You can also volunteer at diverse organisations and gain beneficial experience. Overall, you should network skillfully. Try to connect with diverse people, get close to top people in your proposed field.
They could refer you for jobs and professional programs. You could network through LinkedIn, Twitter, and professional conferences. With all these in place, you’d win the job-seeking race fast and move up the spectrum to the employer’s level. Also, you’d be in a better mental state than when you were feeling the pressure of job seeking.
ii. Available Jobs have Unrealistic Requirements
Job seekers believe that there are mostly little or no jobs, and even the few jobs available have unrealistic expectations like being between 20-24 years old and with ten years of working experience, among others.
While this may be true in some cases, it’s not that way with all jobs. Some job seekers only make these claims about unrealistic requirements because they, themselves, don’t have those requirements. But like it has been said above, if you gain more skills, enrol for professional development courses and certifications, you’d feel qualified for many topnotch jobs in no time. This would reduce your stress and anxiety while enabling you to maintain an overall balanced mental health.
Just like the job seekers, employees also frequently face circumstances and situation within and outside the workplace that tends to affect their mental health. Here are some labour notions that could impact their mental health.
i. Employers aren’t Paying Well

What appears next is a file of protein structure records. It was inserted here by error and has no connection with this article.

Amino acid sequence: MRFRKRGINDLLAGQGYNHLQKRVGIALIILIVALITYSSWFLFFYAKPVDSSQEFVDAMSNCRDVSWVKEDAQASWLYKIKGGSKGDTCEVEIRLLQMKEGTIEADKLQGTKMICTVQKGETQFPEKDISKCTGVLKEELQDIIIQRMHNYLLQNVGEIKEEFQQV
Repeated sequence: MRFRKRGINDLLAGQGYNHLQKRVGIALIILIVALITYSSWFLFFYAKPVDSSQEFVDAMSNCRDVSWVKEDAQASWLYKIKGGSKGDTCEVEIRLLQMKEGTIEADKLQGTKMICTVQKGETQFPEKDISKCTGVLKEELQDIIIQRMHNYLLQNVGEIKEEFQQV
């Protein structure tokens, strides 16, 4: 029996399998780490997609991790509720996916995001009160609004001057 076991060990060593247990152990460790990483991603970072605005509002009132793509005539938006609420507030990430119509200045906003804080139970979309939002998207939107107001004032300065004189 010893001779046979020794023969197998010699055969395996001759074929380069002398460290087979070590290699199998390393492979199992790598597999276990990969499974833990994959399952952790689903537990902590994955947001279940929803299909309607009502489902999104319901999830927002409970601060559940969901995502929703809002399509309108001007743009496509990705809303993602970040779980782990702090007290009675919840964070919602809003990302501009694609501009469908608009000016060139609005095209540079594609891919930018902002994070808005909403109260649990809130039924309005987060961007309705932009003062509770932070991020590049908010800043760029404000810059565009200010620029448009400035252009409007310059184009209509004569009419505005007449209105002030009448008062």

It affects employees to think about their pay. Most of them have financial responsibilities that require lots of money. Of course, if their jobs aren’t paying well, it would affect those responsibilities, and by extension their mental health. Also, since they aren’t at their best mentally, their work productivity may reduce.
As an employee, if you feel that you are paid beneath your professional worth, you should speak to your boss or HR manager to discuss the situation. And if it doesn’t yield any positive results, you can consider applying to better organisations. But before taking this step, endeavour to consult a career consultant.
ii. Employers are Overworking us
Before receiving a salary at the end of the month, you must have worked for it during the month, except when on leave. That’s the law of working and earning. For this reason, it is not surprising that employers would want their staff to work hard and be productive for the company.
But while trying to ensure that their employees work hard, some employers end up overworking their staff. This tends to affect the employees, both mentally and physically. Some employees spend long hours on the job with little or no overtime compensation.
All these could impact the employee’s overall productivity. That is why topnotch firms endeavour to pay their employees well, give them bonuses and job benefits as well as create an opportunity for leisure activities.
Improving your mental health starts with you. Whether you are a job seeker, an employer, or an employee, you should make conscious efforts to boost your mental health at all times. If you feel pressured unduly, try to find a way around the situation. Also, try to get enough rest to boost creativity, recovery, and productivity. Remember, all work and no play makes Jack a dull boy. However, if your mental health situation becomes overwhelming, you should see your therapist as soon as possible.
(Written by Nancy Taylor - Manager at https://uk.jobsora.com/)